Travel topics > Cultural attractions > Architecture > Castles > Castles in Britain and Ireland

True Castles (those built for defensive purposes) in the United Kingdom were constructed from the start of Norman Conquest onward, until the early 17th century when developments in military technology rendered them less effective from a defensive viewpoint. Sometimes the castles were built on or near the basis of early pre-Norman fortifications. Whilst there are true castles in Scotland (notably Edinburgh and Stirling), there are also a number of tower-houses (effectively fortified residences).

Map of Castles in Britain and Ireland


Northern IrelandEdit



  • 4 Tower of London, St Katharine's & Wapping, London EC3N 4AB.  
  • 5 Windsor Castle, Windsor, SL4 1NJ. It was built by William the Conqueror following the Norman invasion in the 11th century, and has been used by the British royal family since the reign of King Henry I. It is the largest inhabited castle in the world and used by the Queen as her primary weekend residence, though the state rooms are open to the public when not in use for state ceremonies.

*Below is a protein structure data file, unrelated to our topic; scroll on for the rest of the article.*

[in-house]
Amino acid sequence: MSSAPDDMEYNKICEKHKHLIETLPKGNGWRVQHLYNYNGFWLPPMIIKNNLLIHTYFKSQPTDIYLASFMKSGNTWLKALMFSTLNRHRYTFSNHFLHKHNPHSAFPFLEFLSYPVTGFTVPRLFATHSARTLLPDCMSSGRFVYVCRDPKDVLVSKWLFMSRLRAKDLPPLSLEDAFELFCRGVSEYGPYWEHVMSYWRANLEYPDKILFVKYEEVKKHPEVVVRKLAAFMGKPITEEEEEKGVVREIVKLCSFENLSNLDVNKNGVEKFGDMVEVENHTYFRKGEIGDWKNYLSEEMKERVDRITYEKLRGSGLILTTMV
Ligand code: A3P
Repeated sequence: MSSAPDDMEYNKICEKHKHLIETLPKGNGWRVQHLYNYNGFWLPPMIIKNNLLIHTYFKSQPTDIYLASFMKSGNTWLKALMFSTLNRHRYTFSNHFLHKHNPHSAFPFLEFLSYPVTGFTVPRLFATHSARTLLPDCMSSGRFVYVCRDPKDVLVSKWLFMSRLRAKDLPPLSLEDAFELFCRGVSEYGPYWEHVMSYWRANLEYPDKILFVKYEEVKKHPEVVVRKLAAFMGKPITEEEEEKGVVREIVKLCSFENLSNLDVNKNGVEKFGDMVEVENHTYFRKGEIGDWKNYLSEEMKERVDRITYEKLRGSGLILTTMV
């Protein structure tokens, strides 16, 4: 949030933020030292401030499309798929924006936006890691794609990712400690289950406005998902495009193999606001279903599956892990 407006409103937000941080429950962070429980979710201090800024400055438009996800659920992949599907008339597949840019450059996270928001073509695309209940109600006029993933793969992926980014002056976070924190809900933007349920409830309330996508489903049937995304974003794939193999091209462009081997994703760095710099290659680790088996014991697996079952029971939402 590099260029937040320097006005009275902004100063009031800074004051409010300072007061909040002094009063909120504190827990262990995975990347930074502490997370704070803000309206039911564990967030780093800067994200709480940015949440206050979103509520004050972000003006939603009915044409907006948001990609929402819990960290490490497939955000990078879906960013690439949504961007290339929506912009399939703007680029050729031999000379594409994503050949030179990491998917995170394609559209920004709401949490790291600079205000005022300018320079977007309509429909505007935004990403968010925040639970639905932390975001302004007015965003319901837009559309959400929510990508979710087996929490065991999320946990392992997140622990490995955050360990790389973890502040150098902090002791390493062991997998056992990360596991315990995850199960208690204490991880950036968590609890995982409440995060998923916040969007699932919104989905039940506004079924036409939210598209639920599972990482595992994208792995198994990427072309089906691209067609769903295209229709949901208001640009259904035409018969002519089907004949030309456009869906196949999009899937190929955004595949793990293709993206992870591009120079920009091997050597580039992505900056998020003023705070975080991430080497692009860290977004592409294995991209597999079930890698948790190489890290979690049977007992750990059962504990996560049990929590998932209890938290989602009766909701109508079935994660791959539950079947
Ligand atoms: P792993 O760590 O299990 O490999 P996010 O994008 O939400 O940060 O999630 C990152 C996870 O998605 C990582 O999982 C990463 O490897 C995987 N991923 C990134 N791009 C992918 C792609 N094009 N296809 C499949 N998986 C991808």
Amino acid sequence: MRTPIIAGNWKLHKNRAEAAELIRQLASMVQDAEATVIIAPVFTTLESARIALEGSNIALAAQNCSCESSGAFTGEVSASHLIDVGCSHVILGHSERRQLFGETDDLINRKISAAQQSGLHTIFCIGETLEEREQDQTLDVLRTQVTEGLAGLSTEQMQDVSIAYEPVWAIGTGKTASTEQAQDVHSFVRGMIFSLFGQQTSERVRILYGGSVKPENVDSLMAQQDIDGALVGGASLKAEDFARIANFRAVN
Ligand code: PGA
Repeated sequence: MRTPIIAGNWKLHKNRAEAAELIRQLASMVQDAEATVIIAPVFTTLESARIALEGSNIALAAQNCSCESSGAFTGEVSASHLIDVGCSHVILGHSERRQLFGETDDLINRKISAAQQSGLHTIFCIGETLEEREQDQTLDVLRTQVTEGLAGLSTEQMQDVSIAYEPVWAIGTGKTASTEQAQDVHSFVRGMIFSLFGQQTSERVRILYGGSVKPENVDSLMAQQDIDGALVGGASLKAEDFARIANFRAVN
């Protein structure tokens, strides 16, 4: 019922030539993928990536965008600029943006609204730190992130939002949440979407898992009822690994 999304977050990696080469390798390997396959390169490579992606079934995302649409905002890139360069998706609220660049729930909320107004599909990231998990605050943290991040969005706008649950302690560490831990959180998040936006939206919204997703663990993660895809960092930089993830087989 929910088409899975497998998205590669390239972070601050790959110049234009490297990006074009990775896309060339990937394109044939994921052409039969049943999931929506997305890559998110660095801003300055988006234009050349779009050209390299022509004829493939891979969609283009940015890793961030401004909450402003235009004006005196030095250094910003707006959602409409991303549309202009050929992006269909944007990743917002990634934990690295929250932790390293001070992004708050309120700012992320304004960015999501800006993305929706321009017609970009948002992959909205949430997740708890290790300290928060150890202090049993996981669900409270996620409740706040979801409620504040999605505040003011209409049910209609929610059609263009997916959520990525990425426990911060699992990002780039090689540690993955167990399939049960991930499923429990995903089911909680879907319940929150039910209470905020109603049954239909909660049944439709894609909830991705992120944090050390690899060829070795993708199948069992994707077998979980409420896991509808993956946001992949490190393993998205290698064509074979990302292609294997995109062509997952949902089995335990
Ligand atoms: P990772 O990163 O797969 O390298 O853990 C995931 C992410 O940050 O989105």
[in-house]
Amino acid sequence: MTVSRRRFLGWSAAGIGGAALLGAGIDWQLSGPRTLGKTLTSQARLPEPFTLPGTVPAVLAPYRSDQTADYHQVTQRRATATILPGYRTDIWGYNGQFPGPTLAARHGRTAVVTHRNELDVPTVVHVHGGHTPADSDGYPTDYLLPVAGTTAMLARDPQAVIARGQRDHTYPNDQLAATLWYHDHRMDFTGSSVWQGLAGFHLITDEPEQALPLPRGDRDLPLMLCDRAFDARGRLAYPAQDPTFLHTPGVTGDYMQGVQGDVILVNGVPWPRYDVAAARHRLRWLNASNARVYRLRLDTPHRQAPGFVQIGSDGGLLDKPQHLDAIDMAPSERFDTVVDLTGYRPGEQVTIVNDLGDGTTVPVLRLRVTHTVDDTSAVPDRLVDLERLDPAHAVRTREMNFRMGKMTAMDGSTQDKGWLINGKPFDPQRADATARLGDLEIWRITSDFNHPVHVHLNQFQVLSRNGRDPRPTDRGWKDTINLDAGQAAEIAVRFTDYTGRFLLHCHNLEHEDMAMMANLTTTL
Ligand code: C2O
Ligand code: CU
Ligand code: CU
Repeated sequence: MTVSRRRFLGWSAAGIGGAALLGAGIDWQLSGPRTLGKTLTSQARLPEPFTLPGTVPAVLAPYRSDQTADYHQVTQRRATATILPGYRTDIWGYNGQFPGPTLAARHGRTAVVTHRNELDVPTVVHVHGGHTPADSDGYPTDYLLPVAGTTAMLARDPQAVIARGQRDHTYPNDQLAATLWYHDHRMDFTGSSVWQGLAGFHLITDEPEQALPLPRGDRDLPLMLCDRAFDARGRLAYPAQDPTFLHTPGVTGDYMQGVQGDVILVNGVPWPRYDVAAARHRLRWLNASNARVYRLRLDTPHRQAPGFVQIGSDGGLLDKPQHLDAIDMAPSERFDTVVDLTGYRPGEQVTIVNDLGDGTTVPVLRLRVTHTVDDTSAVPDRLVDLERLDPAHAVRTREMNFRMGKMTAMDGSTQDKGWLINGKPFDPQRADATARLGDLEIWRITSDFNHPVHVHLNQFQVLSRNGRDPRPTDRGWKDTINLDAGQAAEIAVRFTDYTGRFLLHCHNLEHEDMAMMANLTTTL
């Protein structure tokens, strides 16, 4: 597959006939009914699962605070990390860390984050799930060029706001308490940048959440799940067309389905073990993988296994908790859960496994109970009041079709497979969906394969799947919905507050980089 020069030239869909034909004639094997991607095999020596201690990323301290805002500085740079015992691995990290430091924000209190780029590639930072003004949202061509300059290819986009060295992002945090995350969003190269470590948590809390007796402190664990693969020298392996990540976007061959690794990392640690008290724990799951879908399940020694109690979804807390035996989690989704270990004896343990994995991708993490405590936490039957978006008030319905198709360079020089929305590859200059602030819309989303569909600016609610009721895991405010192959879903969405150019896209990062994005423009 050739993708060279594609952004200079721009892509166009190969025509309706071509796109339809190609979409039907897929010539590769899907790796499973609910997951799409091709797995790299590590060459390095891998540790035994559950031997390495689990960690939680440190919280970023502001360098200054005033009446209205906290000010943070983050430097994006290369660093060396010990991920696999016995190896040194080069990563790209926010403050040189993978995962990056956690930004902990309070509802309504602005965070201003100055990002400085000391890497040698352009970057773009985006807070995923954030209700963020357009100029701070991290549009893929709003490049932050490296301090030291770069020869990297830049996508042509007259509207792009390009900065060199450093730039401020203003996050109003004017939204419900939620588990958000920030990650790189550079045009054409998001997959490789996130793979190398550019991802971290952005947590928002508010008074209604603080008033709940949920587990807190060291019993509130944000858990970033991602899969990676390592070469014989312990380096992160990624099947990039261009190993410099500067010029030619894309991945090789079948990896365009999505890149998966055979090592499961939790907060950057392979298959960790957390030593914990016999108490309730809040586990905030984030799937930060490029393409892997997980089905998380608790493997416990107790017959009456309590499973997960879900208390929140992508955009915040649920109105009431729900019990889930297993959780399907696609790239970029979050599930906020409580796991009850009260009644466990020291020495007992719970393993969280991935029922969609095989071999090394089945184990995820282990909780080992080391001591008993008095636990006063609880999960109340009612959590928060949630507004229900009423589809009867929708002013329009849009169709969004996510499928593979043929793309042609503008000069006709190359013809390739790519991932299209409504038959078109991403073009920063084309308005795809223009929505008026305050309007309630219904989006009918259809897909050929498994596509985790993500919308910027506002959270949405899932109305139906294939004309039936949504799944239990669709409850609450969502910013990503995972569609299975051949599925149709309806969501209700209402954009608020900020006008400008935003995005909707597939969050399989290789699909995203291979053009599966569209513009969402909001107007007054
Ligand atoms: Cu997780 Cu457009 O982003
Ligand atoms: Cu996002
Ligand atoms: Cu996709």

• 6 Dover Castle, Castle Hill Rd, Dover CT16 1HU, +44 370 333 1181.  
  • 7 Warwick Castle, Warwick CV34 4QU, +44 871 265 2000.  


  • 8 Beaumaris Castle, Castle St, Beaumaris LL58 8AP, +44 1248 810361.  
  • 9 Caernarfon Castle (Carnarvon Castle), Castle Ditch, Caernarfon, LL55 2AY, +44 1286 677617. (Welsh: Castell Caernarfon). An impressive work began in 1283 by England's King Edward I as his planned seat of power in his attempt to subjugate Wales. Like Beaumaris, this castle was quite functional, although never 100% completed. Notable use of this castle has included the investiture of a Princes of Wales on at least two occasions.    

See alsoEdit

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